Morris, Downing & Sherred, LLP

Our Practice View Topics

The NTSB speaks out on collision avoidance systems

The National Transportation Safety Board is once again urging car manufacturers to standardize the inclusion of crash avoidance systems in all commercial and passenger vehicles. The federal agency has made repeated calls for the standardization of these features, but it is suggested that a lack of incentives and insufficient public awareness has hindered acceptance of these suggestions.

Safety systems can help people avoid accidents in a variety of ways. Some involve alerts, letting people know when they are about to be in a crash or are drifting out of their lane. Other systems will even assist the driver in braking to avoid an accident or brake automatically. When asked about the NTSB's call for more safety systems, the Alliance of Automobile Manufacturers did not respond, but the industry trade group has indicated in the past the decision should be left up to consumers. While collision avoidance systems can add to the cost of a new automobile, the head of the NTSB has said that, just as is the case of seat belts, the cost of such safety equipment should not be passed down to buyers.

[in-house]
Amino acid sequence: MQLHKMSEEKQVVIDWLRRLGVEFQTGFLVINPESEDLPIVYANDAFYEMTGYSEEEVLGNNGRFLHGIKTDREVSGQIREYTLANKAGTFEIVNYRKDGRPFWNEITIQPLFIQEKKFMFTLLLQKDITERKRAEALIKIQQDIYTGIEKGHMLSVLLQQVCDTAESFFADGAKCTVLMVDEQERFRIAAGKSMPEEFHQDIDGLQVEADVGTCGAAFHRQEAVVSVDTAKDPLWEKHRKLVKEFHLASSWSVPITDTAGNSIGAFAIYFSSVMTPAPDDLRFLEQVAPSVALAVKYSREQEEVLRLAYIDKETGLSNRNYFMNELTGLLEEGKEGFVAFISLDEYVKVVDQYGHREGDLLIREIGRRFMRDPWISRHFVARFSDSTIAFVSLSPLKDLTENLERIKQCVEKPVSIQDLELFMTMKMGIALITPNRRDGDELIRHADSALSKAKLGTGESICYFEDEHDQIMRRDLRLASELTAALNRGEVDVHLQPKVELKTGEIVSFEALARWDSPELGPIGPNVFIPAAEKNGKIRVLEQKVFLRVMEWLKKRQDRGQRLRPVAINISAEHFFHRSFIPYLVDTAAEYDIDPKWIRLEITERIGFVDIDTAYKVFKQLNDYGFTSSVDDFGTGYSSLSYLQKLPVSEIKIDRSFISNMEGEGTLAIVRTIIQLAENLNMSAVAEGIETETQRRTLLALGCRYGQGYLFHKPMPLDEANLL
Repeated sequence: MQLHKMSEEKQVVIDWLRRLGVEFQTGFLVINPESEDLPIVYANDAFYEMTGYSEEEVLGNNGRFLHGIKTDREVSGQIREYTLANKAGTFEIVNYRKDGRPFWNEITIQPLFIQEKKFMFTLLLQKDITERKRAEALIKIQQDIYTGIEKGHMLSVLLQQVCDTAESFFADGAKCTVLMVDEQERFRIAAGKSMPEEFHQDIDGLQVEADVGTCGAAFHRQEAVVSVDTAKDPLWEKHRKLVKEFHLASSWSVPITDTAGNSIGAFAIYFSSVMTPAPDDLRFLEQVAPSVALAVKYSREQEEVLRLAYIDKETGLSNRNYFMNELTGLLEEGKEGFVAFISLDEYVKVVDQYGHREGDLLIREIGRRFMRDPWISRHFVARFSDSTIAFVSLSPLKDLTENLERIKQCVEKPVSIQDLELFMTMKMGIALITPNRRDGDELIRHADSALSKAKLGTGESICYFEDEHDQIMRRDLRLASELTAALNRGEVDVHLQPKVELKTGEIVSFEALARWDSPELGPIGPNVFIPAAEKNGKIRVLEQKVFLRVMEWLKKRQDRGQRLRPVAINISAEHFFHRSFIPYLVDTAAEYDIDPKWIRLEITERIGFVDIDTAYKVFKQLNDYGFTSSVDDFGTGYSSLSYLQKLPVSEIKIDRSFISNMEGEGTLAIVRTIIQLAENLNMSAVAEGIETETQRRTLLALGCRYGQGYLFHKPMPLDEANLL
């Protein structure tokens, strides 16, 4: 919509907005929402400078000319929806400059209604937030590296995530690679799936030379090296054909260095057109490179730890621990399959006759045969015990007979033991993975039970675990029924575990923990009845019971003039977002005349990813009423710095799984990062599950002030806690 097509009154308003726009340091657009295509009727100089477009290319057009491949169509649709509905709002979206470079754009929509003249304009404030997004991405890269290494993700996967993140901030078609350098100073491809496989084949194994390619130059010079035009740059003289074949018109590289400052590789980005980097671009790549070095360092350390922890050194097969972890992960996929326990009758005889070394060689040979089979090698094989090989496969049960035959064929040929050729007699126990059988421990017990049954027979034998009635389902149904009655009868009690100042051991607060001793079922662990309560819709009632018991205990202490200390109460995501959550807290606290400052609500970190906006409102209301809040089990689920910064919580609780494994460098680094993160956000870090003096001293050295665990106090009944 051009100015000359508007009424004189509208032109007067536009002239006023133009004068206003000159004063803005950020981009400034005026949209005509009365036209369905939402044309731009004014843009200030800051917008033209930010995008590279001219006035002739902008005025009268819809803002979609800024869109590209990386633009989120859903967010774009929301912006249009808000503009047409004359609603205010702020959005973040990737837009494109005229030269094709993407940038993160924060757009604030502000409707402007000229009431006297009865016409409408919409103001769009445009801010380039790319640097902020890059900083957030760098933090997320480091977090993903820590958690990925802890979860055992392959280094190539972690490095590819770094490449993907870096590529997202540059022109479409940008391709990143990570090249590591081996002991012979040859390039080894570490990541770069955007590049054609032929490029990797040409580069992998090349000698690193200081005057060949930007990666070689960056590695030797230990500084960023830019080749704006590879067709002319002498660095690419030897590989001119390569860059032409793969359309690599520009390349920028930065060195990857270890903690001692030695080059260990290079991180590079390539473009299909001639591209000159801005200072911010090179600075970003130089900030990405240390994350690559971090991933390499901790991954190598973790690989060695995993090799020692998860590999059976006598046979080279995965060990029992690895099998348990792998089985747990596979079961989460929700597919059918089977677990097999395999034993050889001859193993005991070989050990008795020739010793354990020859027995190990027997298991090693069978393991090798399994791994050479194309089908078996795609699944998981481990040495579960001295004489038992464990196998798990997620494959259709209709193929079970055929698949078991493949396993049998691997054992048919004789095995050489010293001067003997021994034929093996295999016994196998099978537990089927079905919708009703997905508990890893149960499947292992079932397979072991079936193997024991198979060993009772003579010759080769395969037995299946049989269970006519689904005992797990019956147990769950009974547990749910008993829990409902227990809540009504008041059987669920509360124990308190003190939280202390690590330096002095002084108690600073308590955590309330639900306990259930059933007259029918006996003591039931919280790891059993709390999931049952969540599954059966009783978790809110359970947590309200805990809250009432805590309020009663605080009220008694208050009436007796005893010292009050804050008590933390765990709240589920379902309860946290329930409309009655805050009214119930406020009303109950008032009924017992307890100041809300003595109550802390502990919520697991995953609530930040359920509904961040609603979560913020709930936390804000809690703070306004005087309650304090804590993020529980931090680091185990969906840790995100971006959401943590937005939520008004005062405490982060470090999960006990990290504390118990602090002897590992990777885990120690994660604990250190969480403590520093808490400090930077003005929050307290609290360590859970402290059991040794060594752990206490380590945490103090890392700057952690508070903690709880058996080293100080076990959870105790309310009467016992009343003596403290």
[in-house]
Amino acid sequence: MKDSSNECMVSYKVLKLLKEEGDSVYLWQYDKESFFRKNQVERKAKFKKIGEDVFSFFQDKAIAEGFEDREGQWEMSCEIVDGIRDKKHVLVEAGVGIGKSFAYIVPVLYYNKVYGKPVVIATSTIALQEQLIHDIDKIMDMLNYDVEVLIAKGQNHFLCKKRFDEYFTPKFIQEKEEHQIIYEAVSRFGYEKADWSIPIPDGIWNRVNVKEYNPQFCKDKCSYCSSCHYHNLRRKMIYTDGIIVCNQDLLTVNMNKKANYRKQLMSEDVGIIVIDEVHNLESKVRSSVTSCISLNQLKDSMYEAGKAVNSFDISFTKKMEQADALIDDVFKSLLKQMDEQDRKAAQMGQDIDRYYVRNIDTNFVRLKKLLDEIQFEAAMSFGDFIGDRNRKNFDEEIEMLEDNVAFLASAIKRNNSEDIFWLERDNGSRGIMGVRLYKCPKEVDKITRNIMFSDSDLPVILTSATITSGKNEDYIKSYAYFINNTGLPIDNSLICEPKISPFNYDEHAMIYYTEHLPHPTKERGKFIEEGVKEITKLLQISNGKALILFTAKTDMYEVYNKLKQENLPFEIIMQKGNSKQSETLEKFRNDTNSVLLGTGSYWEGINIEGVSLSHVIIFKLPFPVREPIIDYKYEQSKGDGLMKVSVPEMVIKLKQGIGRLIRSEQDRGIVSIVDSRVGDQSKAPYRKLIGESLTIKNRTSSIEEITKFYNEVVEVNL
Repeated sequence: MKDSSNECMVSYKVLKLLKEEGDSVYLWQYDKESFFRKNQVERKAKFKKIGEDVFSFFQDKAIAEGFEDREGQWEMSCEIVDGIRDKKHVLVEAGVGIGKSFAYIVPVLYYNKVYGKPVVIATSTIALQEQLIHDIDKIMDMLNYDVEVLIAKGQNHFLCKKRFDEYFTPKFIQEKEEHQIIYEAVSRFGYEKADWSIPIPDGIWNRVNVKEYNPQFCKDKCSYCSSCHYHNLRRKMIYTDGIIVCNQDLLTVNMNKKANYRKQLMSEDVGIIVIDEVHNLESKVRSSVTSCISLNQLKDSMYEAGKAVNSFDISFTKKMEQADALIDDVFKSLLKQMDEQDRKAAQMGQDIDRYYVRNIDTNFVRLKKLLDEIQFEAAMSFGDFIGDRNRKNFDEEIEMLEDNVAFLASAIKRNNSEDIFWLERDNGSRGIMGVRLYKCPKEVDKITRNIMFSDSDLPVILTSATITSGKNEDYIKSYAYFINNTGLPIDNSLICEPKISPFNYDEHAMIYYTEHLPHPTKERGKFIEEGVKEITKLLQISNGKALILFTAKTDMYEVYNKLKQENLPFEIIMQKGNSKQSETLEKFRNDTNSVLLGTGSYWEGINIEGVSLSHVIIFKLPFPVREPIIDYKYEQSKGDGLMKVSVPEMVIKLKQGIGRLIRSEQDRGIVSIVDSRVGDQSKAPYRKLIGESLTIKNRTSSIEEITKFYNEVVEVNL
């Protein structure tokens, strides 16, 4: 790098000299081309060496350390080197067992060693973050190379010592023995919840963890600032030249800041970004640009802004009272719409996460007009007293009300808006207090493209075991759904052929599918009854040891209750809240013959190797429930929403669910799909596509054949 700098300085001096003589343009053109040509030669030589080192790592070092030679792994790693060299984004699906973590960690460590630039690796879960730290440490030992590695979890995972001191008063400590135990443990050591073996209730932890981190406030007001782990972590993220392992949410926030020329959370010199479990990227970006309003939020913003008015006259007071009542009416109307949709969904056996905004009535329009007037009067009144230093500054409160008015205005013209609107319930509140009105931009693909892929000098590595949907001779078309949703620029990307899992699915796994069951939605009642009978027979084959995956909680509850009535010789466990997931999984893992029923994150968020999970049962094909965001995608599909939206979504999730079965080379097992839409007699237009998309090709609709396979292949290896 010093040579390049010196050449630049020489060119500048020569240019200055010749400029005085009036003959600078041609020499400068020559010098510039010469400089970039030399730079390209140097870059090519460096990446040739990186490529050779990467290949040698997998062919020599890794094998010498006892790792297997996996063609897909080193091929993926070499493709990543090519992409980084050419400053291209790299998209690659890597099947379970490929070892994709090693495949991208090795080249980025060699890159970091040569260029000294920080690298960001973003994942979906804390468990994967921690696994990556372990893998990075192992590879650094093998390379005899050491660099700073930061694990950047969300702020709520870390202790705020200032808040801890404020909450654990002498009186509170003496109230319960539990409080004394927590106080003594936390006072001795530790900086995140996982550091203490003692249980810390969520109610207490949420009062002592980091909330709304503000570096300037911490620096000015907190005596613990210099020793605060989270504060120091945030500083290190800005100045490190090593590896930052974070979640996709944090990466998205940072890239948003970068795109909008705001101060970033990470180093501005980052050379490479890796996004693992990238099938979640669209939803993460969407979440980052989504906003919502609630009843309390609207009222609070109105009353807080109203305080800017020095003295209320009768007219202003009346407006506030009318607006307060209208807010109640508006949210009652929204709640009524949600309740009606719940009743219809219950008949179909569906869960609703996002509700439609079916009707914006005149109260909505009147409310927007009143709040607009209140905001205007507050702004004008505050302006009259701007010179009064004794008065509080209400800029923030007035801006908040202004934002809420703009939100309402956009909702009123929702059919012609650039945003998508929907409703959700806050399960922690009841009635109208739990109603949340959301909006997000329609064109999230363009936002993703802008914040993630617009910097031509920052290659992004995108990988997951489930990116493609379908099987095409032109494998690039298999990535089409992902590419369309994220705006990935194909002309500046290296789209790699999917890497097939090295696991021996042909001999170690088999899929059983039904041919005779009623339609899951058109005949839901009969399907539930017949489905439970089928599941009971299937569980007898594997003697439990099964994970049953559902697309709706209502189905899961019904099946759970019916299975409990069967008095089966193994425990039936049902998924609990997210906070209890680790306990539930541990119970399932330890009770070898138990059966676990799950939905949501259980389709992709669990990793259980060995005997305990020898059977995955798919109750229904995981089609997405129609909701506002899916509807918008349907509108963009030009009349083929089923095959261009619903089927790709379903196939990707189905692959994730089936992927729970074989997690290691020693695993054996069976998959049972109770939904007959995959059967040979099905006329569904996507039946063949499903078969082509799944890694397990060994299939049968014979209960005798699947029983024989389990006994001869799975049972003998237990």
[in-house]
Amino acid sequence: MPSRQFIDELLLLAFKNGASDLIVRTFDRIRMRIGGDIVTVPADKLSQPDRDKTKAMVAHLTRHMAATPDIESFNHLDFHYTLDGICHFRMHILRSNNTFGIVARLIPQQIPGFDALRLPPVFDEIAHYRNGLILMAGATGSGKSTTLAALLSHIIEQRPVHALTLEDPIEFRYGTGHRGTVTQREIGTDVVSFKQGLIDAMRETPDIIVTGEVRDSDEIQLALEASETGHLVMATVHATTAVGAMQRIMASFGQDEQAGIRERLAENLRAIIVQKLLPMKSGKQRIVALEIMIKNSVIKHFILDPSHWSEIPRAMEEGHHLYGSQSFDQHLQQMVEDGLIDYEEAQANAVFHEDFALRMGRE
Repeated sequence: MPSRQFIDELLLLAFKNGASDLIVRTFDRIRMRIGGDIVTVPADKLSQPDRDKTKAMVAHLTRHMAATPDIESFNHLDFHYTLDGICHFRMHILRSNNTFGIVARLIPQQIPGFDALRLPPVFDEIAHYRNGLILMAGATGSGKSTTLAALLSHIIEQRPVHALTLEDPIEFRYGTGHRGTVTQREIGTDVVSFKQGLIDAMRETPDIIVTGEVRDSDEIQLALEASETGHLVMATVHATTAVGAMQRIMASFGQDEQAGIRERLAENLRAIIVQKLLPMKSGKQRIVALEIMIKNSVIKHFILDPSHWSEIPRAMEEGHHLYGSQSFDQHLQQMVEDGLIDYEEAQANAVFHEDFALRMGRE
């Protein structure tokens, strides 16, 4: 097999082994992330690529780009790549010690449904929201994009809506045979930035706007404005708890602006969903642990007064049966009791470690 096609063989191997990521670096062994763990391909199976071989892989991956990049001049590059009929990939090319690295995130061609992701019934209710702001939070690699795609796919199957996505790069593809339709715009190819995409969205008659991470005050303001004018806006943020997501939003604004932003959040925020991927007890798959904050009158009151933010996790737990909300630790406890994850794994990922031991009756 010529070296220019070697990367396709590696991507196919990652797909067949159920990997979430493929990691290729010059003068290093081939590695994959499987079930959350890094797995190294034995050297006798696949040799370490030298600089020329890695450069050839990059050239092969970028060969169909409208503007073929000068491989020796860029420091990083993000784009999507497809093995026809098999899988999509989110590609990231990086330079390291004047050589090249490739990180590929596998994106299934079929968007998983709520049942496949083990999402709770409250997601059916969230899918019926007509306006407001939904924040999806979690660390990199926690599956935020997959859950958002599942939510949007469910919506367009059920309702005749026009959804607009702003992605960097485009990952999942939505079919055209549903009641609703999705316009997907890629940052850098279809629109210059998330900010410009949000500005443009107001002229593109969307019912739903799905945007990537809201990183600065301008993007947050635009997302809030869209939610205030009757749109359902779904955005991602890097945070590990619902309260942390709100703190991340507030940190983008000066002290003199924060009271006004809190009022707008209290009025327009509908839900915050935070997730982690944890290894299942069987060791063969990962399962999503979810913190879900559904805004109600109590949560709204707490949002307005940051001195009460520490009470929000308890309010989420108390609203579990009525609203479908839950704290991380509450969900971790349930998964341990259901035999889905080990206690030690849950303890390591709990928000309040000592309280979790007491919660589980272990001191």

Based on research recently released by the NTSB, each year, thousands of lives could be saved and injuries could be prevented by installing these systems in all automobiles. Additionally, in more than 80 percent of rear-end collisions, which claim the lives of approximately 1,700 people and injure nearly 500,000 people annually, the severity could be mitigated.

Although vehicle safety systems can help someone prevent an accident, not all vehicles have them, and not all accidents can be avoided. Someone who has been injured in a crash caused by another driver who was distracted or was otherwise negligent may wish to speak to an to determine if a personal injury lawsuit could be an appropriate remedy to recoup compensation for the damages that have been caused.

No Comments

Leave a comment
Comment Information